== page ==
Faneuil and Quincy Hall
Faneuil Hall has served as a marketplace and a meeting hall since 1742. Funding was provided by a wealthy merchant, Peter Faneuil, for the construction and local artisan to create the grasshopper weather vane that still perches on the building's cupola. Inspirational speeches by Samuel Adams and other patriots were given at Faneuil Hall. These oratories became the footstool for America's desire to obtain independence from the British.
Faneuil Hall was expanded in 1806 by Charles Bulfinch. When Boston became a city the use of Faneuil Hall as a government meeting place came to an end, but it was still regularly used. Today, the first floor is still used as a lively marketplace and the second floor is a meeting hall where many Boston City debates are held. The fourth floor is maintained by the Ancient and Honorable Artillery Company.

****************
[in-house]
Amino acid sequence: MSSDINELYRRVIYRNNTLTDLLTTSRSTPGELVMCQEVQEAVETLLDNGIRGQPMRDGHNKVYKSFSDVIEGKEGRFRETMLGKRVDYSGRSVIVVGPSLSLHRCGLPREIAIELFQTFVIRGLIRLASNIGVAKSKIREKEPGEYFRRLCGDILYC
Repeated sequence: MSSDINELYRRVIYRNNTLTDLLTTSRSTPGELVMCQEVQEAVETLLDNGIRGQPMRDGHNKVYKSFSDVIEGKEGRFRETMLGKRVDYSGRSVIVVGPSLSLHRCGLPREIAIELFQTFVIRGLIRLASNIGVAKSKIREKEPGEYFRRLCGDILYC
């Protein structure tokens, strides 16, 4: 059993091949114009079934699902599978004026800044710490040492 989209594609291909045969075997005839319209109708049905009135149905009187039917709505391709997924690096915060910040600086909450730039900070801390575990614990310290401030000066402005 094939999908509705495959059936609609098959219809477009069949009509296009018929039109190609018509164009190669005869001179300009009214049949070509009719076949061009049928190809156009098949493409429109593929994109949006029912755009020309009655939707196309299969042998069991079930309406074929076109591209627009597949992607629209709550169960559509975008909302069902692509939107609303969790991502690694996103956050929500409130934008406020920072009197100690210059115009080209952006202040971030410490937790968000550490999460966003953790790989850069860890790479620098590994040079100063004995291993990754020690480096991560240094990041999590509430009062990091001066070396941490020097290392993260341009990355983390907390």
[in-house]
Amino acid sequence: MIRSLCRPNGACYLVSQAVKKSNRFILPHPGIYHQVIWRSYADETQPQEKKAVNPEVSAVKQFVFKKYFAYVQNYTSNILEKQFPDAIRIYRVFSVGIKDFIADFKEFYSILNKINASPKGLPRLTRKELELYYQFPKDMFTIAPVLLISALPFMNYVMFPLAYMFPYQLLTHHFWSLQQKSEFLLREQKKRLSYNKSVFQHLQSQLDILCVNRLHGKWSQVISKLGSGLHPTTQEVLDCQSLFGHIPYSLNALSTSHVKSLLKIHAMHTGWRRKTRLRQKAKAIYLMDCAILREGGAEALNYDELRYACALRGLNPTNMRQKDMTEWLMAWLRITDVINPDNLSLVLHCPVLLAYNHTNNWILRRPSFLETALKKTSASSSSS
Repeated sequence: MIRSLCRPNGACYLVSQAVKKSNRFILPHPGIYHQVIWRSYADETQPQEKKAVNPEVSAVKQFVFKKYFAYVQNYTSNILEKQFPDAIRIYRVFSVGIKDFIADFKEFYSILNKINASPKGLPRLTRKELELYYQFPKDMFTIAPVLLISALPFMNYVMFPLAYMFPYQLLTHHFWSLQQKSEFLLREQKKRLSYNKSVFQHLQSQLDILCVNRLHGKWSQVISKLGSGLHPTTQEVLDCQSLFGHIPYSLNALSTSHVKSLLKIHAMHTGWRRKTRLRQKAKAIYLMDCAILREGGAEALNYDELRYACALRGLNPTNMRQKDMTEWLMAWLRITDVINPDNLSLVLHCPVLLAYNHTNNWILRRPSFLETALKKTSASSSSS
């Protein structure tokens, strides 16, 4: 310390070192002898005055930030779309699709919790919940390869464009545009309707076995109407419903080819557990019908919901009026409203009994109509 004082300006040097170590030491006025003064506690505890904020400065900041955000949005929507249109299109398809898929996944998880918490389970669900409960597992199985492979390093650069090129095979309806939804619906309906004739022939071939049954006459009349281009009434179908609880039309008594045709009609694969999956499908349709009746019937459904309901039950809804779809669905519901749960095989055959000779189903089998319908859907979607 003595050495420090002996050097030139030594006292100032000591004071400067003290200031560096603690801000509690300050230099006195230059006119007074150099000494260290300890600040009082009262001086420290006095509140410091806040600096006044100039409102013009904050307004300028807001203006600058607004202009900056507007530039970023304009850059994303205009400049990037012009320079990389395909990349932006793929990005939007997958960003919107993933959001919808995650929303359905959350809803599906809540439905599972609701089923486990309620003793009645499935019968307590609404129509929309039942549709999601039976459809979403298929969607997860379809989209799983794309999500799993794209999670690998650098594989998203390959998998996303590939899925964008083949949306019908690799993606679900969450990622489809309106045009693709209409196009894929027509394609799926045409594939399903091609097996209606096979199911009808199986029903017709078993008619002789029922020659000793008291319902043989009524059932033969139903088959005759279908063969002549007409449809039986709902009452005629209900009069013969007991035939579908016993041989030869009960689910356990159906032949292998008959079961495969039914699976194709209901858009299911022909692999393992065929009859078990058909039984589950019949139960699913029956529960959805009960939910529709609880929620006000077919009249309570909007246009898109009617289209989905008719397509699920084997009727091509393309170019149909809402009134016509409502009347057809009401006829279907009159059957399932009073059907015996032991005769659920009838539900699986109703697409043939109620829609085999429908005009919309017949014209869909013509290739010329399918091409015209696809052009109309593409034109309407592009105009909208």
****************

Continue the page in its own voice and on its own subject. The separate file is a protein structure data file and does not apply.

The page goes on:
Mayor Josiah Quincy, in the first month of his administration, addressed the inadequate conditions of the space for stalls in the market at Faneuil Hall. Upon consultation with the Board of Aldermen, he decided to improve the conditions. A joint committee of the City Council with Mayor Quincy as chairman was established to investigate the matter. The Committee obtained from the Legislature on 21 February 1824 an “act authorizing the extension of Faneuil Hall Market in Boston.” On 5 March 1824, the City Council passed five resolutions regarding the plans for the market, the fifth authorizing the Committee to carry them into effect. On 9 March 1824, the City Council appointed a committee on the extension of Faneuil Hall Market and the Committee held its first meeting on 16 March 1824. The committee appointed was responsible for the purchase of estates and for the funds from the sales of purchased estates, rents and other incidentals to cover the costs of the construction of the new market.The Mayor approved the plan of the market, as built, on 5 October 1824. The cornerstone of the new market was laid on 27 April 1825. Construction was completed in 1826 and the new market house opened on 26 August 1826